Tuesday 29 March 2011

A world much in need of an agony aunt

Dear Auntie

I was driving past my favourite chip shop the other evening when I spotted the two brothers who run it having the most tremendous fight.

Naturally I did what anyone would have done in the circumstances. I pulled up, charged in and killed the elder brother who, in my opinion, had been throwing his weight around for far too long and seemed to be about to gain the upper hand.

Naturally I expected the younger brother to welcome my intervention and show a bit of gratitude, ideally in the form of free chips for life. But in fact he now seems distinctly sullen and resentful, claiming that he quite liked his brother, really, and certainly preferred him to me.

He also seems suspicious of my motives, and has emptied the deep fat fryer because he imagines for some reason that I was “just trying to get my hands on his oil”.

To make matters even worse, it now turns out that they were arguing because the younger brother has turned into a bit of a religious fanatic and wants to run things on a strict scriptural basis. He has now cancelled the shop’s orders for potatoes and everything else apart from five loaves and fishes, which he seems to think will last indefinitely. He just keeps looking at me in shining-eyed sort of way and asserting that “God will provide”.

Finally, he has thrown out all the shop’s materials for cleaning and pest control, making a bit of a nonsense of my attempts to smarten it up by instituting a “no fly” zone.

In short, the whole situation seems to be a complete mess and I am now wishing that I had just driven by instead of getting involved. What should I do?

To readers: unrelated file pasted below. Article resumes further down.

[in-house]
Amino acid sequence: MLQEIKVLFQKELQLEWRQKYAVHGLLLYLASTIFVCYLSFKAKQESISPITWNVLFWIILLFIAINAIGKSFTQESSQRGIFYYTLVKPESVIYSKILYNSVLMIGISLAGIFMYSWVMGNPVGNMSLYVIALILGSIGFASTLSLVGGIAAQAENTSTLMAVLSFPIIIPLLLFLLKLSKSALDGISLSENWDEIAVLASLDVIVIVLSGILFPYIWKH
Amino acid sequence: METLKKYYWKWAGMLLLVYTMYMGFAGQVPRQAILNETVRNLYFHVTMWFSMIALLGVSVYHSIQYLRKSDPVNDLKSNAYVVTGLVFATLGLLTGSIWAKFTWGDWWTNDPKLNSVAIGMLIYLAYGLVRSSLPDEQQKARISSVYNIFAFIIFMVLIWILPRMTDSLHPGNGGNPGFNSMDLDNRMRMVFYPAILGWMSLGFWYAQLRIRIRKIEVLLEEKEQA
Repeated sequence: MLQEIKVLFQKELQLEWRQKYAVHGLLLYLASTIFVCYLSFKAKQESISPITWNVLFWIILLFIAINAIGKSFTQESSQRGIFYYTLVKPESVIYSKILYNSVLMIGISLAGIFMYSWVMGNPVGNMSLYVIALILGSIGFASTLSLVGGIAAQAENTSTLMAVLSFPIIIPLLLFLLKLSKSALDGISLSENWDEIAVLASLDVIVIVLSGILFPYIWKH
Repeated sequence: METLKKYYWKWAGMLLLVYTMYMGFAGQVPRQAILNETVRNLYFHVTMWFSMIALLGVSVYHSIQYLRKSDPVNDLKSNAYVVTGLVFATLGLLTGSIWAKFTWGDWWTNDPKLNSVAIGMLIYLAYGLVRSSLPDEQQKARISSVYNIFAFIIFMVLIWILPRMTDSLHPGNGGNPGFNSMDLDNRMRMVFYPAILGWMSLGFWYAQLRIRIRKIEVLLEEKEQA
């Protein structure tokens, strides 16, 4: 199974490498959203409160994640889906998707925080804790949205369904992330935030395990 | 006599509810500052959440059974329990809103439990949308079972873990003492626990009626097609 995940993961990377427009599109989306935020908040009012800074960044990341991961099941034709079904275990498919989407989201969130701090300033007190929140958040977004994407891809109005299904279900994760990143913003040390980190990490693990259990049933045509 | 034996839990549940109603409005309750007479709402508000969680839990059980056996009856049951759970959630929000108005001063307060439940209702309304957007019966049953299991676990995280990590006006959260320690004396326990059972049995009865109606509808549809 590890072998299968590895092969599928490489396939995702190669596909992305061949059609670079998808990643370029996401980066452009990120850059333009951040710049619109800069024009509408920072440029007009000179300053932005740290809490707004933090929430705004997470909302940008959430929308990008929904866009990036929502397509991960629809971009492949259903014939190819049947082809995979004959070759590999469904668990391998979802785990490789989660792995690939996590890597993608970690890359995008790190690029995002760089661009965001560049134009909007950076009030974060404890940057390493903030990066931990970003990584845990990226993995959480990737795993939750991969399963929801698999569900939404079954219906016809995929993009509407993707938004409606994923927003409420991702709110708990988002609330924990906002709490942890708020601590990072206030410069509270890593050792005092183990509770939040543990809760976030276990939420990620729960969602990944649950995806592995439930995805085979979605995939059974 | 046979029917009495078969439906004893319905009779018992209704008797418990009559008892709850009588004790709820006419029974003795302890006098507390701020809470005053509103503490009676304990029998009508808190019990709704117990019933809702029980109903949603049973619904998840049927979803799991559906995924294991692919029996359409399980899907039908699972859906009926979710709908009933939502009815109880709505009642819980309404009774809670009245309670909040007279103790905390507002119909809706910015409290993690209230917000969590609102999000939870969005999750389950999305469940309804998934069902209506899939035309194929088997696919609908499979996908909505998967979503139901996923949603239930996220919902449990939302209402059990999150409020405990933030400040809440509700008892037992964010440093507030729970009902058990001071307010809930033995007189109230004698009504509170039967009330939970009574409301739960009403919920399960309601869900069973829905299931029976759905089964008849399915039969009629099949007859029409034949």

Dear Keith

I am sorry to say that I receive letters like this all the time, usually from politicians and military chiefs after they have got themselves embroiled in troublesome conflicts in places like Afghanistan, Iraq and Libya. Sooner or later it usually becomes clear that the one thing the people concerned have in common is their dislike of foreign intervention. Even though British politicians piled in, like you, simply to be helpful, they find that people are ungrateful and suspicious that the real motive is to get hold of their assets on the cheap.

It also often turns out that the people we hoped to assist are even less malleable than the evil dictators they ejected. Say what you like about Saddam Hussein, for example, but at least he kept a lid on militant Islam.

It’s going to be a frightful mess whatever any of you decide to do. Walk away and the odds are that everything will descend into total chaos, the price of oil will shoot through the roof, the world economy will collapse, and you will run distinctly short of chips. Stay on, and we will rack up huge bills at a time when we keep being told there is no money, servicemen will continue to die and there will be not one shred of gratitude in return.

Personally, I’d shout something like “Look at that, a cat playing the piano!” and run away as fast as you can while the surviving brother is distracted. Sadly this trick will be harder to pull off when it comes to extricating thousands of troops from Afghanistan.

But then it’s like the choice between accepting nuclear power, shivering in a cave or drowning as a result of the icecaps melting. There is no good solution. In simple terms, we’re all up the proverbial gum tree whatever we do.

But next time it is probably going to be best, on the whole, to remember the law of unintended consequences, put your foot down and keep on going.

Love, Auntie.

Originally published in The Journal, Newcastle upon Tyne.

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